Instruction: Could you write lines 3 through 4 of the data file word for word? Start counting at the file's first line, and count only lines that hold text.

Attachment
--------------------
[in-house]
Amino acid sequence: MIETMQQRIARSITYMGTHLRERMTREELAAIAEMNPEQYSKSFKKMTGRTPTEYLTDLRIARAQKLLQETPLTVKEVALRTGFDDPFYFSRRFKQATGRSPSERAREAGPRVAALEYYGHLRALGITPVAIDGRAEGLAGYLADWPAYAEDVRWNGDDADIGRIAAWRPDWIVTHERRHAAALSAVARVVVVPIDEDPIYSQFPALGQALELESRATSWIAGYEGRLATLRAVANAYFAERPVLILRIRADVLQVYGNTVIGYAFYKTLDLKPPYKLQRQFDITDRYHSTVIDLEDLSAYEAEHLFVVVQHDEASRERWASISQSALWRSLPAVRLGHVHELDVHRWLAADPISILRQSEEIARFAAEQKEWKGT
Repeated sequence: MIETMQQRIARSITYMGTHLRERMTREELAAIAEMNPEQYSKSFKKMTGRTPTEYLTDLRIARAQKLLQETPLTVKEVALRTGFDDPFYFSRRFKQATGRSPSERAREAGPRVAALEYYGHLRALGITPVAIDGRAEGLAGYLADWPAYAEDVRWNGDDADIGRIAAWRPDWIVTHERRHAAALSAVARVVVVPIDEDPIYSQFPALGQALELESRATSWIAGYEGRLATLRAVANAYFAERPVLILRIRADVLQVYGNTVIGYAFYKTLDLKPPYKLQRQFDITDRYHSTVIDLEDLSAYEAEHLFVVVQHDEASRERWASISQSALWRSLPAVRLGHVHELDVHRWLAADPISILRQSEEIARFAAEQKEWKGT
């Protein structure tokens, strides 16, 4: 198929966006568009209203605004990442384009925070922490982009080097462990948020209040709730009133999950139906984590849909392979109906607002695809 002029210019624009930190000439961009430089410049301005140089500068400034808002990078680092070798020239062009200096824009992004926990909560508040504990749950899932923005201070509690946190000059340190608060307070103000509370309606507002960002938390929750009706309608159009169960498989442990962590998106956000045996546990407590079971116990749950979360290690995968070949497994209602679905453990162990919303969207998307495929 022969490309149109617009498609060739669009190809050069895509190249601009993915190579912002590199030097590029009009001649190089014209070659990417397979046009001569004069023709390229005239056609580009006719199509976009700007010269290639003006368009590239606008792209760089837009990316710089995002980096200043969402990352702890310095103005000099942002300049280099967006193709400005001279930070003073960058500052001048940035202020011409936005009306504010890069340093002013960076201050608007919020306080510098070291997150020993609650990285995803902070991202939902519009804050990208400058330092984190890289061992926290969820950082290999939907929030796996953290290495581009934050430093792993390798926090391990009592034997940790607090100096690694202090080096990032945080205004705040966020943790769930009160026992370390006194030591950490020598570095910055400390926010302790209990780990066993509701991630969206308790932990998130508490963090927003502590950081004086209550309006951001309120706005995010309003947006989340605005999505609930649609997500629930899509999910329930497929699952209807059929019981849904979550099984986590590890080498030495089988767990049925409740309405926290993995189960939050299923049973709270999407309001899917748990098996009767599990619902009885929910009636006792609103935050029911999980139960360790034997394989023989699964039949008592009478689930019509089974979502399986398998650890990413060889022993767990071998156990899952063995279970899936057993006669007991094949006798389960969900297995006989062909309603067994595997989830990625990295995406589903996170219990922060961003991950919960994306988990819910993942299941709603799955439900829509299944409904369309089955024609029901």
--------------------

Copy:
Repeated sequence: MIETMQQRIARSITYMGTHLRERMTREELAAIAEMNPEQYSKSFKKMTGRTPTEYLTDLRIARAQKLLQETPLTVKEVALRTGFDDPFYFSRRFKQATGRSPSERAREAGPRVAALEYYGHLRALGITPVAIDGRAEGLAGYLADWPAYAEDVRWNGDDADIGRIAAWRPDWIVTHERRHAAALSAVARVVVVPIDEDPIYSQFPALGQALELESRATSWIAGYEGRLATLRAVANAYFAERPVLILRIRADVLQVYGNTVIGYAFYKTLDLKPPYKLQRQFDITDRYHSTVIDLEDLSAYEAEHLFVVVQHDEASRERWASISQSALWRSLPAVRLGHVHELDVHRWLAADPISILRQSEEIARFAAEQKEWKGT
């Protein structure tokens, strides 16, 4: 198929966006568009209203605004990442384009925070922490982009080097462990948020209040709730009133999950139906984590849909392979109906607002695809 002029210019624009930190000439961009430089410049301005140089500068400034808002990078680092070798020239062009200096824009992004926990909560508040504990749950899932923005201070509690946190000059340190608060307070103000509370309606507002960002938390929750009706309608159009169960498989442990962590998106956000045996546990407590079971116990749950979360290690995968070949497994209602679905453990162990919303969207998307495929 022969490309149109617009498609060739669009190809050069895509190249601009993915190579912002590199030097590029009009001649190089014209070659990417397979046009001569004069023709390229005239056609580009006719199509976009700007010269290639003006368009590239606008792209760089837009990316710089995002980096200043969402990352702890310095103005000099942002300049280099967006193709400005001279930070003073960058500052001048940035202020011409936005009306504010890069340093002013960076201050608007919020306080510098070291997150020993609650990285995803902070991202939902519009804050990208400058330092984190890289061992926290969820950082290999939907929030796996953290290495581009934050430093792993390798926090391990009592034997940790607090100096690694202090080096990032945080205004705040966020943790769930009160026992370390006194030591950490020598570095910055400390926010302790209990780990066993509701991630969206308790932990998130508490963090927003502590950081004086209550309006951001309120706005995010309003947006989340605005999505609930649609997500629930899509999910329930497929699952209807059929019981849904979550099984986590590890080498030495089988767990049925409740309405926290993995189960939050299923049973709270999407309001899917748990098996009767599990619902009885929910009636006792609103935050029911999980139960360790034997394989023989699964039949008592009478689930019509089974979502399986398998650890990413060889022993767990071998156990899952063995279970899936057993006669007991094949006798389960969900297995006989062909309603067994595997989830990625990295995406589903996170219990922060961003991950919960994306988990819910993942299941709603799955439900829509299944409904369309089955024609029901």